Support 100 years of independent journalism.

  1. Politics
14 May 2015

Commons Confidential: Return of the roaring hearties

Lurid headlines, Tory newspapers - and where to catch a pint with Salmond.

By Kevin Maguire

Evgeny Lebedev, the hereditary press baron, popped champagne corks to celebrate the Conservative majority. The Russian-born billionaire triggered a backlash among Labour-voting readers by decreeing the not-so-Independent would endorse a continuation of the Conservative-dominated coalition, albeit with a larger Lib Dem presence. Outright Tory victory appeared to energise, rather than disappoint, the oligarch’s son. My informant whispers that Lebedev visibly swooned in the presence of David Cameron, who acknowledged the support by appearing at his glitzy party to celebrate the twin triumphs of the election and his 35th birthday. Nick Clegg and Nigel Farage also stopped by, but of Ed Miliband there was no sign. No doubt Lebedev will save a few bob without a mansion tax and may be in for a tidy windfall when Cameron cuts the top rate of income tax.

Hooray Henrys and Henriettas did not hold back on election night. Young, loud Tory campaign workers swamped the Blue Boar Bar near St James’s Park. My informant watched open-mouthed as a woman took off a high-heeled shoe to allow a celebrating chap to drink champagne from it. This from a party poised to dismantle the welfare state. The onlooker was reminded of Vile Bodies, Evelyn Waugh’s acidic satire of high-society decadence. Victims of £12bn social security cuts will be forgiven if they hope the shoe lady has athlete’s foot.

Alex Salmond arrived late for an SNP 56 photocall outside parliament with his successor Nicola Sturgeon at the centre, even though she’s not an MP. Word is that the party will make the Sports and Social Club, rather than Strangers’ Bar, its watering hole. Labour MPs favour Strangers’, Tories the Smoking Room. The remaining Lib Dems will fit in any available snug.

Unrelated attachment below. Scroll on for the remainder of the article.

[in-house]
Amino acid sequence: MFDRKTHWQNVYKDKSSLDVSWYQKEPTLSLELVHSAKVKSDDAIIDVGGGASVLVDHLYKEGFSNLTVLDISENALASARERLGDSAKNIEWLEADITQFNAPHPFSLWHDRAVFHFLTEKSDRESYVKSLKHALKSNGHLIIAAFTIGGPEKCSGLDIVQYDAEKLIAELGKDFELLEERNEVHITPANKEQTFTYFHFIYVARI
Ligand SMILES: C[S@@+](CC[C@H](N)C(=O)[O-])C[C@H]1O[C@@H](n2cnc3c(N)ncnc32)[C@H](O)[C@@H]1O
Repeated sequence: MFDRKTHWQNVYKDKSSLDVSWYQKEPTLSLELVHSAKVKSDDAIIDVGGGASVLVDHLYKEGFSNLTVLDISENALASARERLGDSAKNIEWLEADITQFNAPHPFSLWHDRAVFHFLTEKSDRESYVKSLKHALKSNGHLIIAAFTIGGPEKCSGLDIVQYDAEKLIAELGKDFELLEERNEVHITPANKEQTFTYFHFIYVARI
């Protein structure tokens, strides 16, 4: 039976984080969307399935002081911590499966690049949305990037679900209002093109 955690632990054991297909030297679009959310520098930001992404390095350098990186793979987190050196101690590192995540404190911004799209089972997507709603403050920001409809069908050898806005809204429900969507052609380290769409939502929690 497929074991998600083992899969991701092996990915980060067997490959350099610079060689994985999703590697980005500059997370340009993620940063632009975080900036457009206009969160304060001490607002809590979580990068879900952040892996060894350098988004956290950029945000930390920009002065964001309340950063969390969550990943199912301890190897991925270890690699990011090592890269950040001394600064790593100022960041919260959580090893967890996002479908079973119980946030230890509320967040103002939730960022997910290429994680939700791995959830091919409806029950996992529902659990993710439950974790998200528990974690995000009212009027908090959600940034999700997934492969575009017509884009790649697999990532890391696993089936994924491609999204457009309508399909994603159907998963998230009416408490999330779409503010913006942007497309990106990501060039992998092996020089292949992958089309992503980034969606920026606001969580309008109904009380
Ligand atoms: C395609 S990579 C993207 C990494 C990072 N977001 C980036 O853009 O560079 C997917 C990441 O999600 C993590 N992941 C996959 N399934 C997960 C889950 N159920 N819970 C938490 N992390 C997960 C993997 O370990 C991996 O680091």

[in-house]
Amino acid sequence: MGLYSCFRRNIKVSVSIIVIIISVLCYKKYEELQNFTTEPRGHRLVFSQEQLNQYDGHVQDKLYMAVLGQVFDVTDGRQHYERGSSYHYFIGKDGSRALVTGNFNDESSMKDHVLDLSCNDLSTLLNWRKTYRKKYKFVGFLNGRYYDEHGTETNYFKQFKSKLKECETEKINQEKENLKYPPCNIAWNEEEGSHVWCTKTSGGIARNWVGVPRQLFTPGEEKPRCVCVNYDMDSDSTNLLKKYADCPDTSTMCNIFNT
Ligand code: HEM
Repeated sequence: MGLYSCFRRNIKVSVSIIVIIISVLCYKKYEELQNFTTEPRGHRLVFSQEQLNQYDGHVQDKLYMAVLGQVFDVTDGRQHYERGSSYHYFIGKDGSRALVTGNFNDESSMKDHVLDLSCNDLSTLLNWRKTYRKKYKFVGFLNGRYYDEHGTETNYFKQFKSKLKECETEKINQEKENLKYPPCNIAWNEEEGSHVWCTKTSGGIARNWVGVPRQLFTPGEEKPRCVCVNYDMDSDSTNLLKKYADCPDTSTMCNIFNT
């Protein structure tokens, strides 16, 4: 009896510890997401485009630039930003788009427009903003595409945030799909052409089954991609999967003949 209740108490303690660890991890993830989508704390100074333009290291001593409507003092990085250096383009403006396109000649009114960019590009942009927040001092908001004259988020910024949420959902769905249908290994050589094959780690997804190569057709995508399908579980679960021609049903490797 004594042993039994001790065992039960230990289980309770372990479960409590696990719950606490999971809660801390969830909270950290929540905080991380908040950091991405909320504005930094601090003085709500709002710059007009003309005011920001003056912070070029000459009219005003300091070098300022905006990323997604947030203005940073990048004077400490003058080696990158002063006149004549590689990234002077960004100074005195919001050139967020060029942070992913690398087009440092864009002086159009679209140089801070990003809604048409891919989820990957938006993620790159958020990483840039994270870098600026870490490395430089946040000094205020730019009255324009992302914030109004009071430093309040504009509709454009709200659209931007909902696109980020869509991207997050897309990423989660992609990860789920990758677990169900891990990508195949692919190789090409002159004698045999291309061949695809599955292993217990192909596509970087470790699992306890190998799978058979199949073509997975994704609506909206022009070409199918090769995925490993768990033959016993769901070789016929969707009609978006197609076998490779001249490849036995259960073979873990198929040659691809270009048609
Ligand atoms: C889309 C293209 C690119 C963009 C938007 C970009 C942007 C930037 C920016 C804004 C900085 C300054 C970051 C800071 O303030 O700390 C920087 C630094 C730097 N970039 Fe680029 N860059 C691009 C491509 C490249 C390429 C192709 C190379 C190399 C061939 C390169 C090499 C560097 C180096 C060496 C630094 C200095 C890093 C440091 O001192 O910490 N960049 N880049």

Good humour at John Smith House, Labour’s Scottish HQ. A receptionist announced that it would be called “Ian Murray House” now, named for their sole remaining MP. Meanwhile Ed Balls, defeated in Morley, jokes he can go on Strictly Come Dancing. At least I think it was a joke. Balls confided he would quit if his wife, Yvette Cooper, became Labour leader, to avoid cramping her style. Maybe the voters saved him a job.

Appointing that hammer of the BBC and friend of newspaper self-regulation, John Whittingdale, as Culture Secretary is a reward to Tory press barons. Labour officials talk of counting coverage as part of campaign spending, given that most newspapers produced Tory propaganda.

Sign up for The New Statesman’s newsletters Tick the boxes of the newsletters you would like to receive. A weekly newsletter helping you fit together the pieces of the global economic slowdown. Quick and essential guide to domestic and global politics from the New Statesman's politics team. The New Statesman’s global affairs newsletter, every Monday and Friday. The best of the New Statesman, delivered to your inbox every weekday morning. The New Statesman’s weekly environment email on the politics, business and culture of the climate and nature crises - in your inbox every Thursday. Our weekly culture newsletter – from books and art to pop culture and memes – sent every Friday. A weekly round-up of some of the best articles featured in the most recent issue of the New Statesman, sent each Saturday. A newsletter showcasing the finest writing from the ideas section and the NS archive, covering political ideas, philosophy, criticism and intellectual history - sent every Wednesday. Sign up to receive information regarding NS events, subscription offers & product updates.

Lurid headlines about an alleged affair between Sally Bercow and Speaker John’s cousin were another blow for a couple on a slippery slope. They faced a £10,000 bill after her skiing accident. Saving on travel insurance proved a false economy.

Content from our partners
Transport is the core of levelling up
The forgotten crisis: How businesses can boost biodiversity
Small businesses can be the backbone of our national recovery

Kevin Maguire is the associate editor (politics) of the Daily Mirror